SPICE remains a problem in Bolton with no easy answer but work is being done to help those with other dependencies.

Services are on offer across the town to help with drug and alcohol abuse but those who frequently use the synthetic drug Spice do not tend to seek help.

Liz Johnson from Public Health Bolton said: “We do see spice in Bolton as an issue, it’s particularly in our homeless populations.

“It’s an issue for Bolton and Greater Manchester at the moment. We’re working with our recovery services to try and find answers.

“At the moment there’s nothing we can prescribe and it’s quite cheap and readily available.

“We aren’t seeing people that walk through for help with Spice.”

Ms Johnson was speaking to councillors at the most recent health overview meeting in the town hall.

However, Sue Longden, the interim director of Public Health Bolton said: “Stuart Ellison [Chief Superintendent for GMP] was talking about spice in Bolton and there’s a perception there’s more spice use than there is. There’s a big issue in Piccadilly Gardens but there’s a perception there’s more than there is in Bolton.”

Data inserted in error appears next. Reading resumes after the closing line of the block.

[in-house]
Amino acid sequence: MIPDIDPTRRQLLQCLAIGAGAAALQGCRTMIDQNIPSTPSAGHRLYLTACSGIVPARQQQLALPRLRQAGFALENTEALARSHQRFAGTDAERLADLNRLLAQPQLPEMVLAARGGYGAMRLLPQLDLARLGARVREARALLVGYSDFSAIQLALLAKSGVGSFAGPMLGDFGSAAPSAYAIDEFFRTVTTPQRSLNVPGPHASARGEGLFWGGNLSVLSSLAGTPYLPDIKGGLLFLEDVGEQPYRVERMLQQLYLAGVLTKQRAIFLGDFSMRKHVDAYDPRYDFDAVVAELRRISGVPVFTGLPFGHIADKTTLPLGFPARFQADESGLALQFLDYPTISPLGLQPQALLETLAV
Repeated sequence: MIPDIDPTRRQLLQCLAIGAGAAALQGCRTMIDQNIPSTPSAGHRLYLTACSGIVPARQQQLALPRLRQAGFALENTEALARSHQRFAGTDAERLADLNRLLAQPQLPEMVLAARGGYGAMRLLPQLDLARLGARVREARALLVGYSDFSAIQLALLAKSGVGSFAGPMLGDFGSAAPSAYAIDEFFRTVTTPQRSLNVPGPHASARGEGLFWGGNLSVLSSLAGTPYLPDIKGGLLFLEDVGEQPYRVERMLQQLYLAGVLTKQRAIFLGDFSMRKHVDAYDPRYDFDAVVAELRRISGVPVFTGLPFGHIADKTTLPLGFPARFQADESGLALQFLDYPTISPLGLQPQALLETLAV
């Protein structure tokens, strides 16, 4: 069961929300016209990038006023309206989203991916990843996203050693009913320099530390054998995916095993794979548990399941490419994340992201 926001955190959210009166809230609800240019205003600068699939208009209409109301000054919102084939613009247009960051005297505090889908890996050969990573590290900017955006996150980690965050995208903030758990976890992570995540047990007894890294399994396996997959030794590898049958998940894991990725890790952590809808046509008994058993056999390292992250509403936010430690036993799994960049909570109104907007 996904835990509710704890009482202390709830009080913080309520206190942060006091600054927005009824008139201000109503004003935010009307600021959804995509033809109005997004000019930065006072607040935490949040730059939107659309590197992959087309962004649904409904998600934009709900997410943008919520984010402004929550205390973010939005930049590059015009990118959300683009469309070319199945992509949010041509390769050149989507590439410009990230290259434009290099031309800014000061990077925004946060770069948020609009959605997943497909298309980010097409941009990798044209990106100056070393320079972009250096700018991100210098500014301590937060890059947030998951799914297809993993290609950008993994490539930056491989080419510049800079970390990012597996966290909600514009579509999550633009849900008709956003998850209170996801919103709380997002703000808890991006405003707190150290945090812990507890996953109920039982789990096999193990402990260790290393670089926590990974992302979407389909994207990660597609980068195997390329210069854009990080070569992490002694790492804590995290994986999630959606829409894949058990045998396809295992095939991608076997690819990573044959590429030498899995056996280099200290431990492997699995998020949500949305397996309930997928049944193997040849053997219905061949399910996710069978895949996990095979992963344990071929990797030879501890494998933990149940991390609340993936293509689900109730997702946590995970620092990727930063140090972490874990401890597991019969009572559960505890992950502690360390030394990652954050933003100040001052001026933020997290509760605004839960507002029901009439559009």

Across Bolton there are 2,748 people with what Public Health calls a problematic drug issue and 3,768 alcohol dependent adults.

Around half of those with drug-abuse problems are in some sort of contact with health services compared to just 480 of those with an alcohol dependency.

Most of those seeking help for drug addiction (75 per cent) are using opiates like heroin.

Unfortunately, the mortality rates for both drug and alcohol users in Bolton are higher than the England average as are hospital admissions for alcohol-related illnesses said Ms Johnson. Although in line with those for the north west and similar boroughs.

The evidence in Bolton suggests there is an ageing cohort of people with drug and alcohol problems who have had a long period of dependency. They often have failing health owing to high levels of smoking, poor diet and substance misuse meaning they often have poor physical and mental health. An increased death rate among this demographic is a national problem.

A new service across Salford, Bolton and Trafford has been set up to help those with dependencies ­— Achieve Recovery Service, run by the the Greater Manchester Mental Health Trust (GMMH).

Achieve has a £40 million budget for the first five years and serves a population of 760,000 people.

When it launched Neil Thwaite, chief executive of GMMH, said that being a provider for both mental health and substance misuse is important for the trust, to ensure “no one slips through the gaps.”

One of the projects Achieve is running is a needle exchange service across 40 pharmacies in Bolton.

Another is improving the availability of the drug overdose treatment naloxone.

Naloxone is a drug that can reverse the effects of an opiate overdose and is given to drug addicts to carry with them like an EpiPen.